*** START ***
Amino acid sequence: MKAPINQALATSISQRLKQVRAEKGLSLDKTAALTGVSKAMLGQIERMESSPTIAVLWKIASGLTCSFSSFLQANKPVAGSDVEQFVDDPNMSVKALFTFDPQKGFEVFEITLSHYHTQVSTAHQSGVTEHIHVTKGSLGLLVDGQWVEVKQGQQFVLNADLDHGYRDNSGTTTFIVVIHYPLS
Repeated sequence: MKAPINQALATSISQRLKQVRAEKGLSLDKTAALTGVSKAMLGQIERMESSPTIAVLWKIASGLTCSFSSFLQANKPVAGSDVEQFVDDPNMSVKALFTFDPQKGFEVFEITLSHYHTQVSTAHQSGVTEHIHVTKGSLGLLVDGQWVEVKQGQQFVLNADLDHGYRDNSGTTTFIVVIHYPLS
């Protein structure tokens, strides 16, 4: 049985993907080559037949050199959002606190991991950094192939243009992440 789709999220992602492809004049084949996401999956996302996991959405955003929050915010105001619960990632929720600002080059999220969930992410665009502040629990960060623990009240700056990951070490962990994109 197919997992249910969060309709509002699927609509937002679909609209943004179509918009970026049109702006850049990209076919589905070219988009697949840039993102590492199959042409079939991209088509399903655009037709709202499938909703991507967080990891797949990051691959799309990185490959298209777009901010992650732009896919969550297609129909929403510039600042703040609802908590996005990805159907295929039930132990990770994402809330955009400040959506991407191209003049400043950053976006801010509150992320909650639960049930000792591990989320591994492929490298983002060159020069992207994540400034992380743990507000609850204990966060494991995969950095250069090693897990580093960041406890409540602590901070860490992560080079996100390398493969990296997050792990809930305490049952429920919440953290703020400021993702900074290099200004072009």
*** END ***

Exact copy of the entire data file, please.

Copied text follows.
Amino acid sequence: MKAPINQALATSISQRLKQVRAEKGLSLDKTAALTGVSKAMLGQIERMESSPTIAVLWKIASGLTCSFSSFLQANKPVAGSDVEQFVDDPNMSVKALFTFDPQKGFEVFEITLSHYHTQVSTAHQSGVTEHIHVTKGSLGLLVDGQWVEVKQGQQFVLNADLDHGYRDNSGTTTFIVVIHYPLS
Repeated sequence: MKAPINQALATSISQRLKQVRAEKGLSLDKTAALTGVSKAMLGQIERMESSPTIAVLWKIASGLTCSFSSFLQANKPVAGSDVEQFVDDPNMSVKALFTFDPQKGFEVFEITLSHYHTQVSTAHQSGVTEHIHVTKGSLGLLVDGQWVEVKQGQQFVLNADLDHGYRDNSGTTTFIVVIHYPLS
């Protein structure tokens, strides 16, 4: 049985993907080559037949050199959002606190991991950094192939243009992440 789709999220992602492809004049084949996401999956996302996991959405955003929050915010105001619960990632929720600002080059999220969930992410665009502040629990960060623990009240700056990951070490962990994109 197919997992249910969060309709509002699927609509937002679909609209943004179509918009970026049109702006850049990209076919589905070219988009697949840039993102590492199959042409079939991209088509399903655009037709709202499938909703991507967080990891797949990051691959799309990185490959298209777009901010992650732009896919969550297609129909929403510039600042703040609802908590996005990805159907295929039930132990990770994402809330955009400040959506991407191209003049400043950053976006801010509150992320909650639960049930000792591990989320591994492929490298983002060159020069992207994540400034992380743990507000609850204990966060494991995969950095250069090693897990580093960041406890409540602590901070860490992560080079996100390398493969990296997050792990809930305490049952429920919440953290703020400021993702900074290099200004072009």